## find_voro_cell.cc – Demonstrating the find_voronoi_cell routine

Voro++ contains a routine that can take a given position vector, and find the particle whose Voronoi cell the vector lies within. For the regular Voronoi tessellation, this corresponds to finding the closest particle to the vector, since this is how the Voronoi tessellation is defined. For the radical Voronoi tessellation, this corresponds to finding the closest particle, but with an additional weighting due to the particle radii.

This example code demonstrates this functionality in two ways. First, it
creates a unit cube and adds twenty particles to it, in the same manner as the
random_points.cc example. It then scans
a grid of points in the plane *z* = 0.5, and makes calls to the
`find_voronoi_cell`

routine for each. The routine returns the
position of the nearest particle, plus its ID. The code saves a file called
“find_voro_cell.vec” that contains each of the sample points, plus
a displacement vector to the closest particle. Voronoi cells and particles are
also outputted. The graph above can be reproduced in Gnuplot using the
command

`splot 'find_voro_cell_v.gnu' w l t 'Voronoi cells', \`

'find_voro_cell.vec' w vec t 'Voronoi cell vectors', \

'find_voro_cell_p.gnu' w p u 2:3:4 t 'Particles'

'find_voro_cell.vec' w vec t 'Voronoi cell vectors', \

'find_voro_cell_p.gnu' w p u 2:3:4 t 'Particles'

The `find_voronoi_cell`

routine can also be used to estimate the
size of a Voronoi cell, which is demonstrated in the second part of the code.
The code scans over the unit cube using a grid spacing of
*h* = 0.05, and records how many times the sample points are
within each Voronoi cell. Multiplying the number of samples in each Voronoi
cell by the cube of *h* gives an estimate of the cell volumes. It should
be noted that when carrying out the sampling, the
`find_voronoi_cell`

routine may return false in fails to find a
particle – this may occur if the container has no particles or if the
sample point lies outside the container geometry. The routine handles periodic
containers correctly, and may sometimes return a particle position in a
periodic image. However, it does not consider any walls that may have been
added to a container.

In the final part of the code, a `c_loop_all`

class is used to
loop over all of the particles in the container. It computes their actual
Voronoi cell volumes, and saves both these values and the sampled Voronoi volumes to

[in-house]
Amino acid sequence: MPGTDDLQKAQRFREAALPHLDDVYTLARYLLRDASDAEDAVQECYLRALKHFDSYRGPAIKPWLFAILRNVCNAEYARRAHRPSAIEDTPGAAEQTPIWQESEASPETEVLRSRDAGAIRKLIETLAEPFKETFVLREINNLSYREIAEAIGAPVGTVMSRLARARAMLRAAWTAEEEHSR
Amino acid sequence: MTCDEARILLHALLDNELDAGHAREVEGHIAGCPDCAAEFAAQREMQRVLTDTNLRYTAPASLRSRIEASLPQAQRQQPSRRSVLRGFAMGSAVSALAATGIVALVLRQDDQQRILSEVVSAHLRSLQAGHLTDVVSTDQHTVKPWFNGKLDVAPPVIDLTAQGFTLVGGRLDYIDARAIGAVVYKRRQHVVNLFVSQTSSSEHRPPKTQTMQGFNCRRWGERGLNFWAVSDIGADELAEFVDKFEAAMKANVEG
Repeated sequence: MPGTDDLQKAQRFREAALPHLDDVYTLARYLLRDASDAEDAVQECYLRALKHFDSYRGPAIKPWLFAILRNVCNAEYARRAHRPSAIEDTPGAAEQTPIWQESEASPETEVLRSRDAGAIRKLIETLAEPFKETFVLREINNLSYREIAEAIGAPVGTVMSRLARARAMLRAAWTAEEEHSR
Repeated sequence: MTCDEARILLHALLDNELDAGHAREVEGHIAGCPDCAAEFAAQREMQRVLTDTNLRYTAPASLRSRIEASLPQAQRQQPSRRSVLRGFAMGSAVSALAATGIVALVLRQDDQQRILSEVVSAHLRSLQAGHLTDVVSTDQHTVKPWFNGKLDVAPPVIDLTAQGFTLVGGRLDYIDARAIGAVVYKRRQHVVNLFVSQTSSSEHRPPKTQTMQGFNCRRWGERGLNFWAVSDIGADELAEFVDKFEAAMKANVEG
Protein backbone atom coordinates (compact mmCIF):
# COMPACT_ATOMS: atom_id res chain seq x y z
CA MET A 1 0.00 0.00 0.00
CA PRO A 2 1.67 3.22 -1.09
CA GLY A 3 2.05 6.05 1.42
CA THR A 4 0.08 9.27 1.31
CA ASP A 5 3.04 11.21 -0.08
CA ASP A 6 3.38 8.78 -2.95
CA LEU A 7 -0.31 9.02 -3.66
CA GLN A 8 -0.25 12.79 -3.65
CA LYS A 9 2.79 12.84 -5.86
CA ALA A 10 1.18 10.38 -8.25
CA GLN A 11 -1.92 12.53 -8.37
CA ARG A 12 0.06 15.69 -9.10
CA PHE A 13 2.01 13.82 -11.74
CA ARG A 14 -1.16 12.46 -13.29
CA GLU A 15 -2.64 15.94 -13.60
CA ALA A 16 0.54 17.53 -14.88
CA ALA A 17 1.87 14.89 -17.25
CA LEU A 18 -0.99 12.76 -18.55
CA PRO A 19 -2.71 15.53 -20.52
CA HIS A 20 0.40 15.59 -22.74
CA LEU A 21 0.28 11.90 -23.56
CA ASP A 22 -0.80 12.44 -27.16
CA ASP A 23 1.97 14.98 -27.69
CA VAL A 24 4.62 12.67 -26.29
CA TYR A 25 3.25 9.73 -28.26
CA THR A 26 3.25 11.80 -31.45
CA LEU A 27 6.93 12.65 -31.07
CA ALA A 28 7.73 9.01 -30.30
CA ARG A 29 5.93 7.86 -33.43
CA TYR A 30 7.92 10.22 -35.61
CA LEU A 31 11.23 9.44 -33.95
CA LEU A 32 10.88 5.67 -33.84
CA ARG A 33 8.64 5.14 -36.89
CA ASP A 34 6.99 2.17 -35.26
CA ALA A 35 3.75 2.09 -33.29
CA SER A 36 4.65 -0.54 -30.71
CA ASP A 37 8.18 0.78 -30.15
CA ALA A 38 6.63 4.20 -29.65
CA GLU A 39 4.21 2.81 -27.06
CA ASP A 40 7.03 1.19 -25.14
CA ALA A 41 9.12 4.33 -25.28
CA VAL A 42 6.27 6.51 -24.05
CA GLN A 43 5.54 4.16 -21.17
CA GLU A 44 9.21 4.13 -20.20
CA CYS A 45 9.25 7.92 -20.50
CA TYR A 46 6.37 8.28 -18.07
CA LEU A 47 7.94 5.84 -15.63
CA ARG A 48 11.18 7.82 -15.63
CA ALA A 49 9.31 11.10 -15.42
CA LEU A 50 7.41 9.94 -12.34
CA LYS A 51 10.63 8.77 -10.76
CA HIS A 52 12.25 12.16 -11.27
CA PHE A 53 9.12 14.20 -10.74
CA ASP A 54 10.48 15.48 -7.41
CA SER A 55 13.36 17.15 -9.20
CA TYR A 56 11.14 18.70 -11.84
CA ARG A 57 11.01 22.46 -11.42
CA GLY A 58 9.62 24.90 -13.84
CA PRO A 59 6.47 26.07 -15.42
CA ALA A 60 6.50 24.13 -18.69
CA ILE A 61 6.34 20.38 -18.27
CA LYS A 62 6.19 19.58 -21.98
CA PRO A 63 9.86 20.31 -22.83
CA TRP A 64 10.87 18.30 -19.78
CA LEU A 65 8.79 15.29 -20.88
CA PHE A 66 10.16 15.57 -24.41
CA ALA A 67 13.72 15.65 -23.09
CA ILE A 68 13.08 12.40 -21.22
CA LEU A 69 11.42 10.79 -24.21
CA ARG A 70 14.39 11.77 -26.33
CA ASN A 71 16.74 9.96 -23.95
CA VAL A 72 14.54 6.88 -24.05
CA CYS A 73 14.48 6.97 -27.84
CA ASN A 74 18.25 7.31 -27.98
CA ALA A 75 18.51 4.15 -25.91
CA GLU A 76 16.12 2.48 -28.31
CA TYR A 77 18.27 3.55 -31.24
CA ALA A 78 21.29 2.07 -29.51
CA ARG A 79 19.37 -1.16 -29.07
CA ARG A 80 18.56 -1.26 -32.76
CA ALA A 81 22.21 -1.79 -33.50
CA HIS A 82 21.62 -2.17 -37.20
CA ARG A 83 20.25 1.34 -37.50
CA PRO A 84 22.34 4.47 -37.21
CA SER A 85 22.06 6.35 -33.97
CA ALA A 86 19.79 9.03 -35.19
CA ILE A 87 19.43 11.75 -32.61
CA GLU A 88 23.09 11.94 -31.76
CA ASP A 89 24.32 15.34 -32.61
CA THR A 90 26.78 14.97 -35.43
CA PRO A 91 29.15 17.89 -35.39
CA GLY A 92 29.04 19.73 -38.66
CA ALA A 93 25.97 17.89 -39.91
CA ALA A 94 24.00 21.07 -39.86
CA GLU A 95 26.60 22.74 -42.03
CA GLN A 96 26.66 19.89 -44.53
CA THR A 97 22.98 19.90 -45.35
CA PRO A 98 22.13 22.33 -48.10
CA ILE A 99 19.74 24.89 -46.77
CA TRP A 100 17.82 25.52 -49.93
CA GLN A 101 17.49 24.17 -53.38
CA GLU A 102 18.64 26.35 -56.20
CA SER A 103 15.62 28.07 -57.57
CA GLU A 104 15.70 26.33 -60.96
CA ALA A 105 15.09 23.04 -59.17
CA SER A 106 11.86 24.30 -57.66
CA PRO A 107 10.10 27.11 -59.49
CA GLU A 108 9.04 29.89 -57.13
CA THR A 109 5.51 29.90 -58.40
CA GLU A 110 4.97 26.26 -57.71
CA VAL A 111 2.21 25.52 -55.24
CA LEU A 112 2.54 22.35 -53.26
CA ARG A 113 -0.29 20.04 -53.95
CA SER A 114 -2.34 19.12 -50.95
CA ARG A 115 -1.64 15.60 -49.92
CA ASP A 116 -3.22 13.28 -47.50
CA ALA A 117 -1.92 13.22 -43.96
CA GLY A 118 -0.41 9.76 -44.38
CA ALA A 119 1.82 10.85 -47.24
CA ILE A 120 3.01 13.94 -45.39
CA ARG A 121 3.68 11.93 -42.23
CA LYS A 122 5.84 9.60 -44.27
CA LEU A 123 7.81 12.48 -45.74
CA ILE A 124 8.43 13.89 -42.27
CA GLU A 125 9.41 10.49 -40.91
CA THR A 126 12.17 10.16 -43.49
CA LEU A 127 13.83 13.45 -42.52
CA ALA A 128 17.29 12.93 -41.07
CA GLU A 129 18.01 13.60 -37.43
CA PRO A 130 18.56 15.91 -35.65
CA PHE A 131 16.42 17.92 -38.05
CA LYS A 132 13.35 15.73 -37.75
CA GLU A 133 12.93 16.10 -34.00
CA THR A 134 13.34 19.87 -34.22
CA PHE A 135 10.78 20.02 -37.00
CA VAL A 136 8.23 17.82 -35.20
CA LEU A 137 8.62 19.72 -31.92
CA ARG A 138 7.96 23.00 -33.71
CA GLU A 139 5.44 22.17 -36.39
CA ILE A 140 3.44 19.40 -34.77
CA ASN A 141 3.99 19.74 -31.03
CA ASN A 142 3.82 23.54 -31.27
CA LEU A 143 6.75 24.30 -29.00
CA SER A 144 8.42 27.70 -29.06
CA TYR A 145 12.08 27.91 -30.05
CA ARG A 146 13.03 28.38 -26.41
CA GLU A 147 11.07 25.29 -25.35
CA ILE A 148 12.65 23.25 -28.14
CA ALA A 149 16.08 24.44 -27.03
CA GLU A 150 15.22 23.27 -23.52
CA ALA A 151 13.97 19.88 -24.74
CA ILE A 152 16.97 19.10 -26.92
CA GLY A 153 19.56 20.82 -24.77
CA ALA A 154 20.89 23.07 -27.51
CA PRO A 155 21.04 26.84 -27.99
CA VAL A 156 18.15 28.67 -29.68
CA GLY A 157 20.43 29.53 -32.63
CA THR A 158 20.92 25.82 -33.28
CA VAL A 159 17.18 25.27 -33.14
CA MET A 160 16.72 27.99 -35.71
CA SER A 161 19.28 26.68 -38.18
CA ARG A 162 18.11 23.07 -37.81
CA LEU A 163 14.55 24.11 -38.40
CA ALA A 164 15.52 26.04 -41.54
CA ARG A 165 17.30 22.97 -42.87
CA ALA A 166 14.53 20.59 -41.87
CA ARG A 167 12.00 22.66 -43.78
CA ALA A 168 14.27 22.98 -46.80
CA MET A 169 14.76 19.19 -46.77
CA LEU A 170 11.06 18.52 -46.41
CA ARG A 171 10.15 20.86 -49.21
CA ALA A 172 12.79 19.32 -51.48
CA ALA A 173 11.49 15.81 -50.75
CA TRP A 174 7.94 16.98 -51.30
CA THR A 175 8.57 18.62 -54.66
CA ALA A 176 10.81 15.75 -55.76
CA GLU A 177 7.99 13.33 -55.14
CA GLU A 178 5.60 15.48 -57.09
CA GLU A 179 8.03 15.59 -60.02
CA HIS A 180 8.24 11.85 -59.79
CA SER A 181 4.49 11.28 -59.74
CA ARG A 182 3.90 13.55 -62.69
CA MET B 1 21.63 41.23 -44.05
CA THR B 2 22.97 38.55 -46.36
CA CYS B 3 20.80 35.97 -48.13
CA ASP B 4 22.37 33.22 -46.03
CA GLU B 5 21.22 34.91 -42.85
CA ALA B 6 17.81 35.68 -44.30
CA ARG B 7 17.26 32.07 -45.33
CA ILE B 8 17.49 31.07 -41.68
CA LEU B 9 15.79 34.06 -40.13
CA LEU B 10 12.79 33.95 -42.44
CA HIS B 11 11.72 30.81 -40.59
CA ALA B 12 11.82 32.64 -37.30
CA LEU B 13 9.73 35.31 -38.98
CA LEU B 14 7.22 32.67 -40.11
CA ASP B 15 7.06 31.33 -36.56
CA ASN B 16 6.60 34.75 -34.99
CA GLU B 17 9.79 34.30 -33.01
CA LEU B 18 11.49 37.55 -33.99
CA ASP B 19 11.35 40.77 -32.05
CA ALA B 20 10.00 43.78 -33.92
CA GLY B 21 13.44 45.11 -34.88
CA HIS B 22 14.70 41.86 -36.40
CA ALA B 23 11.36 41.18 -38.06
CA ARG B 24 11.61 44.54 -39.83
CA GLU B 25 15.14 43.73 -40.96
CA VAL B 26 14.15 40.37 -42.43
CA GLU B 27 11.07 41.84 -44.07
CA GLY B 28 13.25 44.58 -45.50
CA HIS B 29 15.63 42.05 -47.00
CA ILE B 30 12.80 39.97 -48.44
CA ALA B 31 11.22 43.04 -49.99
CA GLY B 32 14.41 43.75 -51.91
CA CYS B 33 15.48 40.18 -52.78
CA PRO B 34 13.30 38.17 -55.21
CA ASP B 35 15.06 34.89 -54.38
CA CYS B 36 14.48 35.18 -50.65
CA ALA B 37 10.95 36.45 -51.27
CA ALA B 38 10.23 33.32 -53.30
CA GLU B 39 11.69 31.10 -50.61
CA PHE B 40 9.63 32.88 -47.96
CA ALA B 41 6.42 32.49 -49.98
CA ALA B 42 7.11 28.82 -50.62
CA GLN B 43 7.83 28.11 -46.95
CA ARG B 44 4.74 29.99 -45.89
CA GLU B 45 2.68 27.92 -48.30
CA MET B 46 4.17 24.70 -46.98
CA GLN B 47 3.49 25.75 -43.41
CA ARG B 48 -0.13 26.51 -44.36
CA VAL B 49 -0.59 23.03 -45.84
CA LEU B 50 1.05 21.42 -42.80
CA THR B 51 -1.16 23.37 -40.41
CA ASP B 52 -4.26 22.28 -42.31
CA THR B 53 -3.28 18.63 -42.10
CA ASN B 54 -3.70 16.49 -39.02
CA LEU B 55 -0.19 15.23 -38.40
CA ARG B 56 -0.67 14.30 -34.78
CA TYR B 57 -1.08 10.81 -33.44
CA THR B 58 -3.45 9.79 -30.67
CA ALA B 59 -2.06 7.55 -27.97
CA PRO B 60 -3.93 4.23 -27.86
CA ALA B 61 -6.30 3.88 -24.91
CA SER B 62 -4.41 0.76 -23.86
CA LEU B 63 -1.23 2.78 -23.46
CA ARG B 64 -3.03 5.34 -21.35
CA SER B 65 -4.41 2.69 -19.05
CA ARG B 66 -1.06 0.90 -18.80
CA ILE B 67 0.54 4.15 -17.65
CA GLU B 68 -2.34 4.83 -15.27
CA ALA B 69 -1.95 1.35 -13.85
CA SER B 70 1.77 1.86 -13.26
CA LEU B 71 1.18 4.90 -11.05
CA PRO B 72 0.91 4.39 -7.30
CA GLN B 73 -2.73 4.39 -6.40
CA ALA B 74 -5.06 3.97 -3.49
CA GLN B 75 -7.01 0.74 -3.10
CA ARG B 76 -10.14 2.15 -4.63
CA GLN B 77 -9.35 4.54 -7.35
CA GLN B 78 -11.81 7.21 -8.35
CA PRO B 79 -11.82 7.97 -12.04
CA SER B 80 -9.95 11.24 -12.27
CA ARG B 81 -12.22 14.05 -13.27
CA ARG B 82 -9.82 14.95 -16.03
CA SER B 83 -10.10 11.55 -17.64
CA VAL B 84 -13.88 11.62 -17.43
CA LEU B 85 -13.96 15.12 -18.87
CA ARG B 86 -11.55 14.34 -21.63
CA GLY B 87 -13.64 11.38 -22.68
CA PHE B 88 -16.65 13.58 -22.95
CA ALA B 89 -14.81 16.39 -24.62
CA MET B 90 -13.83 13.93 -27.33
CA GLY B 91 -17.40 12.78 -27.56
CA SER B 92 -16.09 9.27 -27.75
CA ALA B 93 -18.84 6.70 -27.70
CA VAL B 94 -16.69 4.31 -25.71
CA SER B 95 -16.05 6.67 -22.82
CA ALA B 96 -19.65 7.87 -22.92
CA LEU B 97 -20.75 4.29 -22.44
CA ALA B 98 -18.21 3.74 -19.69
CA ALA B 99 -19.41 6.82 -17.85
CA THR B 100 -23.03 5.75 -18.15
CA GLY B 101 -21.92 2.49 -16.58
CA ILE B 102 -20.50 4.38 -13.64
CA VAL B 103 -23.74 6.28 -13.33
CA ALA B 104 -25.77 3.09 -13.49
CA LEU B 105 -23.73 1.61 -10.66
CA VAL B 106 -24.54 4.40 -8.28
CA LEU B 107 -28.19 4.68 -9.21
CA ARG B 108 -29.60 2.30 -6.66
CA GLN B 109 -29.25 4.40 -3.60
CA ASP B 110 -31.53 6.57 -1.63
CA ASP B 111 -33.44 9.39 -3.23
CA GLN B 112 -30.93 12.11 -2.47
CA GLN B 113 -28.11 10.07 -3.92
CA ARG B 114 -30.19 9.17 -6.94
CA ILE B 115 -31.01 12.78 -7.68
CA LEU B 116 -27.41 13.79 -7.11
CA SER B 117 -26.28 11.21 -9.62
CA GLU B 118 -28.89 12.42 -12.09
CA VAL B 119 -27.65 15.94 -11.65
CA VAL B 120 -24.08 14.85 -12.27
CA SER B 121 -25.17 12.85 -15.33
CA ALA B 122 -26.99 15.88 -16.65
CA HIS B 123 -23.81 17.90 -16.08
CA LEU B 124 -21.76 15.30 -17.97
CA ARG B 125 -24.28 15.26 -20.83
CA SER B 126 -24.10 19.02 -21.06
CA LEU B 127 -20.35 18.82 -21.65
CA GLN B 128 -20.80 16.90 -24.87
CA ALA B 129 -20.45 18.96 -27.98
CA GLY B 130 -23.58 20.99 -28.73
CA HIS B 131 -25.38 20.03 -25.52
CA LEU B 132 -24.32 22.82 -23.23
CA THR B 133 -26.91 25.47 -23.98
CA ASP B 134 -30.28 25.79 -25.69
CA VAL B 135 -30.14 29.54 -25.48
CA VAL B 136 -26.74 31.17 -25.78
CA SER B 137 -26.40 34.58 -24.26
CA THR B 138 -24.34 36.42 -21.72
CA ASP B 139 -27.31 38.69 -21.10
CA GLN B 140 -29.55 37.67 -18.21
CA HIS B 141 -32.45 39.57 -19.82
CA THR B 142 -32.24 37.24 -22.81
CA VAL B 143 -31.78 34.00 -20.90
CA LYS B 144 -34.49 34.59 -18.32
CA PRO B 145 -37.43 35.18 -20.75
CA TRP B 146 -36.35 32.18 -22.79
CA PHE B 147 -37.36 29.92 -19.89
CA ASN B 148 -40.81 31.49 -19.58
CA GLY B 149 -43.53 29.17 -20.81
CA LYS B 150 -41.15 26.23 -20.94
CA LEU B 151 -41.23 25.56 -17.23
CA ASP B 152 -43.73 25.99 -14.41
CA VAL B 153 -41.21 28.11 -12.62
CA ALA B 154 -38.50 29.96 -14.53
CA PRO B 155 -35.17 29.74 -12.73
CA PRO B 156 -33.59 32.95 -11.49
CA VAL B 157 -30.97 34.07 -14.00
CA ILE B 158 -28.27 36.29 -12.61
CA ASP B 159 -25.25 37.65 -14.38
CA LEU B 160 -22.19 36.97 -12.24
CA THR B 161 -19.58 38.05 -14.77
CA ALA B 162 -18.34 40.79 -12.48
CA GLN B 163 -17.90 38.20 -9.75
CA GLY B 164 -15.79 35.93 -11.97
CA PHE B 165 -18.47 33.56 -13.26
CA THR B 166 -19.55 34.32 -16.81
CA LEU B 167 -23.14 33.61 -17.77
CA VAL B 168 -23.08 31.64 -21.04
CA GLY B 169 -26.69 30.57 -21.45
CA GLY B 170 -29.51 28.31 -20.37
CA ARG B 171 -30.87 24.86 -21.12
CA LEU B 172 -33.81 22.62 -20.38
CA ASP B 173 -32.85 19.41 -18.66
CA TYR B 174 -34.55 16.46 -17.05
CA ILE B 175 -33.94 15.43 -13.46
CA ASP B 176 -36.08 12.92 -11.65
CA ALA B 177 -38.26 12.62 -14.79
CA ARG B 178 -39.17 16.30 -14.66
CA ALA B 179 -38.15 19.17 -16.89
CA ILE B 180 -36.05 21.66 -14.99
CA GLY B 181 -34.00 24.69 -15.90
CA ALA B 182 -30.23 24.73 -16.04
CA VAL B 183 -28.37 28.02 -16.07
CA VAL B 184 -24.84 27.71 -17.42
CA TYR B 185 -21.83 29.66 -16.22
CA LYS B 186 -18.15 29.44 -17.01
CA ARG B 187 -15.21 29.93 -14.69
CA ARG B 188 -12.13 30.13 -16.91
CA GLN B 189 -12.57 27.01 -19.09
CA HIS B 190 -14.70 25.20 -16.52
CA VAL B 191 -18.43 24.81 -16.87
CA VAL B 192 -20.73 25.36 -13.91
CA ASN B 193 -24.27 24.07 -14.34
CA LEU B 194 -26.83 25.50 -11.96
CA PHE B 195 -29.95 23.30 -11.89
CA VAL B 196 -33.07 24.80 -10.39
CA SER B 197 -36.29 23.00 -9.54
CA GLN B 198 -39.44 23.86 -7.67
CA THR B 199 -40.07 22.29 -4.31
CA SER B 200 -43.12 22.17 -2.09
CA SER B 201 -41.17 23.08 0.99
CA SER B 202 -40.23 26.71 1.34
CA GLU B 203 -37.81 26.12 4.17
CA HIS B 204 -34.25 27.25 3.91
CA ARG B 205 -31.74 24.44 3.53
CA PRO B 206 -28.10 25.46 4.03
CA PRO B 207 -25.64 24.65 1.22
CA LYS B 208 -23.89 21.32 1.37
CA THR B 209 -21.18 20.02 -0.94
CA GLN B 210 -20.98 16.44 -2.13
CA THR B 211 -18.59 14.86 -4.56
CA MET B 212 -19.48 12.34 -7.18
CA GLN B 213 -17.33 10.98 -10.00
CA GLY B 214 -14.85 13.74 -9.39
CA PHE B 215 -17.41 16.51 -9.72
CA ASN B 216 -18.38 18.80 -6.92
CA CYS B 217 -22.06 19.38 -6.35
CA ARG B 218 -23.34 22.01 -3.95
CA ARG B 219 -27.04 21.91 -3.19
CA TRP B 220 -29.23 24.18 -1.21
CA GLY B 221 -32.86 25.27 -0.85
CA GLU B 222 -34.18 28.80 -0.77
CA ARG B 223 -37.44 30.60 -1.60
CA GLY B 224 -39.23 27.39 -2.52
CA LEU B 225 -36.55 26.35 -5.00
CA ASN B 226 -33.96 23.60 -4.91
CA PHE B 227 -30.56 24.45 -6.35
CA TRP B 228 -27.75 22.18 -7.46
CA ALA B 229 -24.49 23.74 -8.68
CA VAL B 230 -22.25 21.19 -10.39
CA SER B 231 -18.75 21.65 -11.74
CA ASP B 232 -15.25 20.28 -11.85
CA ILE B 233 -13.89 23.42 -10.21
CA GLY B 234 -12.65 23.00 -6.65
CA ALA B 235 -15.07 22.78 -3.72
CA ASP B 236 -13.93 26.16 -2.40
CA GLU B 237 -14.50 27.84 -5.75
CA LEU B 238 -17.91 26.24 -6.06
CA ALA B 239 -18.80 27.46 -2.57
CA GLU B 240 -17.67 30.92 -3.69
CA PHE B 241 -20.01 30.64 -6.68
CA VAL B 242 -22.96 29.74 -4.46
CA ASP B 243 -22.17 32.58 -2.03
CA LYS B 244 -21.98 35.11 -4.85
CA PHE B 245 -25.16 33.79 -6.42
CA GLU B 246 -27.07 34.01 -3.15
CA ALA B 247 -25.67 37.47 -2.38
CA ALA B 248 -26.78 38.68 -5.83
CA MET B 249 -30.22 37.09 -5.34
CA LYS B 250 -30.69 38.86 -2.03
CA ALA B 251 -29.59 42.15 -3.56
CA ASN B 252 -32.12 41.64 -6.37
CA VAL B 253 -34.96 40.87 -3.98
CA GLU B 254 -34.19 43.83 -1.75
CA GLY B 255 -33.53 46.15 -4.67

the file “find_voro_cell.vol”. These can be compared in Gnuplot
using the command

`set xlabel 'Calculated volume'`

set ylabel 'Sampled volume'

plot [0:0.1] [0:0.1] 'find_voro_cell.vol' u 5:6 with points

set ylabel 'Sampled volume'

plot [0:0.1] [0:0.1] 'find_voro_cell.vol' u 5:6 with points

A close correlation between the two is seen. Decreasing the grid spacing would further improve the accuracy of the sampled volumes.

## Code listing

1: // Example code demonstrating find_voronoi_cell function 2: // 3: // Author : Chris H. Rycroft (LBL / UC Berkeley) 4: // Email : chr@alum.mit.edu 5: // Date : August 30th 2011 6: 7: #include "voro++.hh" 8: using namespace voro; 9: 10: // The sampling distance for the grids of find_voronoi_cell calls 11: const double h=0.05; 12: 13: // The cube of the sampling distance, corresponding the amount of volume 14: // associated with a sample point 15: const double hcube=h*h*h; 16: 17: // Set the number of particles that are going to be randomly introduced 18: const int particles=20; 19: 20: // This function returns a random double between 0 and 1 21: double rnd() {return double(rand())/RAND_MAX;} 22: 23: int main() { 24: int i; 25: double x,y,z,r,rx,ry,rz; 26: 27: // Create a container with the geometry given above, and make it 28: // non-periodic in each of the three coordinates. Allocate space for 29: // eight particles within each computational block 30: container con(0,1,0,1,0,1,5,5,5,false,false,false,8); 31: 32: // Randomly add particles into the container 33: for(i=0;i<particles;i++) { 34: x=rnd(); 35: y=rnd(); 36: z=rnd(); 37: con.put(i,x,y,z); 38: } 39: 40: // Output the particle positions in gnuplot format 41: con.draw_particles("find_voro_cell_p.gnu"); 42: 43: // Scan a 2D slice in the container, and for each point in the slice, 44: // find the Voronoi cell that the point is in. Store a vector 45: FILE *f1=safe_fopen("find_voro_cell.vec","w"); 46: for(x=0.5*h;x<1;x+=h) for(y=0.5*h;y<1;y+=h) { 47: if(con.find_voronoi_cell(x,y,0.5,rx,ry,rz,i)) 48: fprintf(f1,"%g %g %g %g %g %g %g\n",x,y,0.5,rx-x,ry-y,rz-0.5, 49: sqrt((rx-x)*(rx-x)+(ry-y)*(ry-y)+(rz-0.5)*(rz-0.5))); 50: else fprintf(stderr,"# find_voronoi_cell error for %g %g 0.5\n",x,y); 51: } 52: fclose(f1); 53: 54: // Create a blank array for storing the sampled Voronoi volumes 55: int samp_v[particles]; 56: for(i=0;i<particles;i++) samp_v[i]=0; 57: 58: // Scan over a grid covering the entire container, finding which 59: // Voronoi cell each point is in, and tallying the result as a method 60: // of sampling the volume of each Voronoi cell 61: for(z=0.5*h;z<1;z+=h) for(y=0.5*h;y<1;y+=h) for(x=0.5*h;x<1;x+=h) { 62: if(con.find_voronoi_cell(x,y,z,rx,ry,rz,i)) samp_v[i]++; 63: else fprintf(stderr,"# find_voronoi_cell error for %g %g %g\n",x,y,z); 64: } 65: 66: // Output the Voronoi cells in gnuplot format and a file with the 67: // comparisons between the Voronoi cell volumes and the sampled volumes 68: f1=safe_fopen("find_voro_cell.vol","w"); 69: FILE *f2=safe_fopen("find_voro_cell_v.gnu","w"); 70: c_loop_all cla(con); 71: voronoicell c; 72: if(cla.start()) do if (con.compute_cell(c,cla)) { 73: 74: // Get the position and ID information for the particle 75: // currently being considered by the loop. Ignore the radius 76: // information. 77: cla.pos(i,x,y,z,r); 78: 79: // Save and entry to the .vol file, storing both the computed 80: // Voronoi cell volume, and the sampled volume based on the 81: // number of grid points that were inside the cell 82: fprintf(f1,"%d %g %g %g %g %g\n",i,x,y,z,c.volume(),samp_v[i]*hcube); 83: 84: // Draw the Voronoi cell 85: c.draw_gnuplot(x,y,z,f2); 86: } while (cla.inc()); 87: fclose(f1); 88: fclose(f2); 89: }